The Joy of Kites

Kite flyers and kite lovers gather near the Washington Monument for the annual Smithsonian Kite Festival, showing off handmade kites and competing for prizes. Kitemaker Jon Burkhardt, head judge of the festival, talks about his craft.

Copyright © 2008 NPR. For personal, noncommercial use only. See Terms of Use. For other uses, prior permission required.

LIANE HANSEN, host:

This weekend in Washington the cherry trees are blooming, and yesterday took flight for the 42nd Annual Smithsonian Kite Festival.

(Soundbite of kite flapping in wind)

HANSEN: Jon Burkhardt, a master kite maker from Potomac, Maryland, was one of the judges.

Mr. JON BURKHARDT (Master Kite Maker; Judge, Smithsonian Kite Festival): Philip Jones, chairman mile, grand prize winner, 2008.

HANSEN: What do you look for?

Mr. BURKHARDT: We're generally looking for a wow factor. But besides that, more precisely, kites are generally judged on four factors. On the ground we judge them on craftsmanship - is it put together well? And we judge them on structural design. And when a kite is in the air we judge it on flight performance - is it up in the air, is it stable, is it very controllable?

And we also judge on visual appeal. Does it look good, does it really say something, can you see the design, is it pleasing to you? So that's the general comprehensive judging.

HANSEN: Jon Burkhardt has been making kites for almost 30 years. His inspiration was an Indiana farmer who took up the hobby at the age of 89, sewed about a dozen kites a week and told Burkhardt that he had found the secret to life. Burkhardt soon became a respected member of the kite making community.

His workshop is in his modern, spacious home surrounded by tall trees north of D.C. There is a kite caught in one of those trees. Burkhardt's first piece of advice: never climb a tree to retrieve a kite. Besides, there are many more where that one came from.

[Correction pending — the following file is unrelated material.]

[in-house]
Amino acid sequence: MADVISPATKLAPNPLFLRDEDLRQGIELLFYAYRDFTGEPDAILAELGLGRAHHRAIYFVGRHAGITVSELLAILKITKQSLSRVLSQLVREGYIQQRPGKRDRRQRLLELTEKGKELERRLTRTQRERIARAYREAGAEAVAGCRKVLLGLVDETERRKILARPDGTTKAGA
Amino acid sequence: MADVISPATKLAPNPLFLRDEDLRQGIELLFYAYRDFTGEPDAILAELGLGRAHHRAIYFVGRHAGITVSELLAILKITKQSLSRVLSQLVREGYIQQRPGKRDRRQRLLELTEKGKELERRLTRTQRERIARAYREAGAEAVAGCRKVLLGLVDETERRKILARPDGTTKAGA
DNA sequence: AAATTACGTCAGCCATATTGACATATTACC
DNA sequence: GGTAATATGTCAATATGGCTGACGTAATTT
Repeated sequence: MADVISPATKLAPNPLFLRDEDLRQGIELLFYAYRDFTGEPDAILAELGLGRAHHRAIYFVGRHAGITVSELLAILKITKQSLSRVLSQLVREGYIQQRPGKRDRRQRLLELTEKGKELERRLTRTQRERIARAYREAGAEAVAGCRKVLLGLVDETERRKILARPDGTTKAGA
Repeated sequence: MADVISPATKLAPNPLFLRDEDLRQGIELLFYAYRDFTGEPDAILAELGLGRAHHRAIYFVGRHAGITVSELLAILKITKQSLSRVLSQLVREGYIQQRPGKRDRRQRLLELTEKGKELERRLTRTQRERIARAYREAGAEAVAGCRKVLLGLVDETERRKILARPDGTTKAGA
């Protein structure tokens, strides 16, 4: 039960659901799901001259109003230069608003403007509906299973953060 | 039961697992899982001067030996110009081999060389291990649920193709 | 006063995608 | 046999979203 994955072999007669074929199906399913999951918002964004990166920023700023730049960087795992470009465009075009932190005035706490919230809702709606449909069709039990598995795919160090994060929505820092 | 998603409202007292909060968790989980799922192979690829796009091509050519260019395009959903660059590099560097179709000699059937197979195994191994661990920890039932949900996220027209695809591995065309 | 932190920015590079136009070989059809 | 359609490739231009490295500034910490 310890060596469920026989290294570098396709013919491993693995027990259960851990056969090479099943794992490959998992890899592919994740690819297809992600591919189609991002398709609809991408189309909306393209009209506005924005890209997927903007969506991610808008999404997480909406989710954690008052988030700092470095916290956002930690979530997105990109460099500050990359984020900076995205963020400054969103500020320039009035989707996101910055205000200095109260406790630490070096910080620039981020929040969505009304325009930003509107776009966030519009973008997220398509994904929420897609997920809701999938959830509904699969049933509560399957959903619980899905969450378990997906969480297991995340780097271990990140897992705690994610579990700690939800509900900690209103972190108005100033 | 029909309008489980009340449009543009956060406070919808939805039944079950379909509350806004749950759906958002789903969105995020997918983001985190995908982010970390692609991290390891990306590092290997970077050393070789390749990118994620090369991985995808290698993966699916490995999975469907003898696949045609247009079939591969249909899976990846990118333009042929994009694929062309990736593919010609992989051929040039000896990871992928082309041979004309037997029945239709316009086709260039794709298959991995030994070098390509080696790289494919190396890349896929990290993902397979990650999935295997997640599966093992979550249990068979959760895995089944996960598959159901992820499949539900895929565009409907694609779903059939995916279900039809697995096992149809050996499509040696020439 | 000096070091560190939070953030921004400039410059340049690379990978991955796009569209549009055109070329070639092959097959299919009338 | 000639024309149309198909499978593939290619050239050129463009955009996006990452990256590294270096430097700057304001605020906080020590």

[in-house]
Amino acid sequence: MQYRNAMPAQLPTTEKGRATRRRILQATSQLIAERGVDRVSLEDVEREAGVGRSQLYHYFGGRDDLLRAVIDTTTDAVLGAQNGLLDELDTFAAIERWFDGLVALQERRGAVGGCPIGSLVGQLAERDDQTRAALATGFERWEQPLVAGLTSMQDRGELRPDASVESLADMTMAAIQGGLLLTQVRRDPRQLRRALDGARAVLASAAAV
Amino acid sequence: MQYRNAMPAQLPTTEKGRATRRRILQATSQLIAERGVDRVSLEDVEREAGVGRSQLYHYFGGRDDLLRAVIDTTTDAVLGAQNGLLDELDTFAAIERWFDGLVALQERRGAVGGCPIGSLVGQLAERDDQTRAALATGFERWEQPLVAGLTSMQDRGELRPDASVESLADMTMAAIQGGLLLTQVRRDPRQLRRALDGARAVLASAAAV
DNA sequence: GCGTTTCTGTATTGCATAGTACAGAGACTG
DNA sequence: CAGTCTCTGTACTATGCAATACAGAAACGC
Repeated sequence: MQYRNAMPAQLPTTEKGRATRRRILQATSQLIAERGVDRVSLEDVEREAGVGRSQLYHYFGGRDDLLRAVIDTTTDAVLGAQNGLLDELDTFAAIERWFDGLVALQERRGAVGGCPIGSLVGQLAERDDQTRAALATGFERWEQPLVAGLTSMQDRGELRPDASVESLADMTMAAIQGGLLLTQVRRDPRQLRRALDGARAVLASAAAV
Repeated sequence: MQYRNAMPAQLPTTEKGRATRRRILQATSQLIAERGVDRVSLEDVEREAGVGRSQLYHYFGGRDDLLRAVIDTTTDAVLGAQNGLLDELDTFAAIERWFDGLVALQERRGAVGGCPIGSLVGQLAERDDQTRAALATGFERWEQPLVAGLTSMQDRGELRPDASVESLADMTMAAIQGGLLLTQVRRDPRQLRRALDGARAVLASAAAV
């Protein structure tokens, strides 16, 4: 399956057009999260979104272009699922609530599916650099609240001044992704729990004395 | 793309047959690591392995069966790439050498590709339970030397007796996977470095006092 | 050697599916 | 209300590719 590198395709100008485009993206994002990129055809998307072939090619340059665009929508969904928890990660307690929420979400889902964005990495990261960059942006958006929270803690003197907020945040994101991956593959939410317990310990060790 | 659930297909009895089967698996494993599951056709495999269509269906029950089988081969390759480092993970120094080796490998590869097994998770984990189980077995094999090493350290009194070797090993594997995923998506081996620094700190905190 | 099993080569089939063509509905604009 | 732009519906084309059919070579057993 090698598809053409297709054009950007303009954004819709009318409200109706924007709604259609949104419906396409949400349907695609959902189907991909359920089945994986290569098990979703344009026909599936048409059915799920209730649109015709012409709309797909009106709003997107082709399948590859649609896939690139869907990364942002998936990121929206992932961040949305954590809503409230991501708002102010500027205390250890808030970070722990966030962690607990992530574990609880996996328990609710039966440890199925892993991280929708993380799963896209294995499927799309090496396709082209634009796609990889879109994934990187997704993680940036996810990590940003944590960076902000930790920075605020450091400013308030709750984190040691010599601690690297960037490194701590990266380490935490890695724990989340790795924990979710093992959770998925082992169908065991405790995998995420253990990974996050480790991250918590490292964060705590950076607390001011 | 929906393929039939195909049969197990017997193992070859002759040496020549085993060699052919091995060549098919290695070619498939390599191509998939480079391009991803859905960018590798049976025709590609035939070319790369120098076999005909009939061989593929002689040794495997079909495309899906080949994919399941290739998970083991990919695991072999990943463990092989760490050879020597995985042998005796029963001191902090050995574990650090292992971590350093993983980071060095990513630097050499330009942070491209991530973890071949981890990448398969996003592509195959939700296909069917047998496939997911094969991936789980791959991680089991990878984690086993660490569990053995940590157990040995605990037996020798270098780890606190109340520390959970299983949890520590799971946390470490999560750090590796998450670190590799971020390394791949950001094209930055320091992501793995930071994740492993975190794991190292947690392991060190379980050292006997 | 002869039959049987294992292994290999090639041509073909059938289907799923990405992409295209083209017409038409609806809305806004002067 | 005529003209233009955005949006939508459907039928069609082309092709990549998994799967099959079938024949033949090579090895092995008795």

This way down the stairs. Wow. Look at this room. I'm not going to do justice to do it so I think you should give folks listening just a visual taste of what is surrounding us right now.

Mr. BURKHARDT: Well, I would have to say that what we're really looking at is we're looking at a lot of color. There is color all over the place.

HANSEN: A collage of purple, red, yellow and green kites cover the glass patio doors, creating a stained glass effect when the sun shines in. Near Burkhardt's sewing machine and drafting table, a bookcase displays blue, red and yellow ribbons, as well as a chorus line of trophies and prize-winning kites.

Tell us about one of your championships.

Mr. BURKHARDT: Oh, one of my championships. The American Kite Flyers Association did a convention in Nashville and I got the top prize for homemade kite in Nashville and I got a gold record for it.

HANSEN: Gold record?

Mr. BURKHARDT: A gold record for the kite.

(Soundbite of laughter)

HANSEN: Is the kite in the room?

Mr. BURKHARDT: The kite is rolled up but we can unroll it and show it to you.

HANSEN: Would you?

Mr. BURKHARDT: Yeah.

HANSEN: I'd like to see a champion kite.

(Soundbite of unraveling material)

HANSEN: How beautiful. Is that a goddess? The moon goddess.

Mr. BURKHARDT: This is the goddess of art, I believe, from Alphonse Mucha, which is about 1897. This kite is a six-sided Japanese-style. It's actually a fighting kite. And the name of the kite is Row Cackoo(ph), and this kite is the official kite of the mamasans, which is the women's Row Cackoo Fighting Team in the United States.

HANSEN: Wow. You said this kite has a name?

Mr. BURKHARDT: We generally just call it the lady. And the lady has been around the world and sometimes without me. Came back from Venice with a little cigarette hole but…

(Soundbite of laughter)

Mr. BURKHARDT: …we've forgiven her for that and patched her up.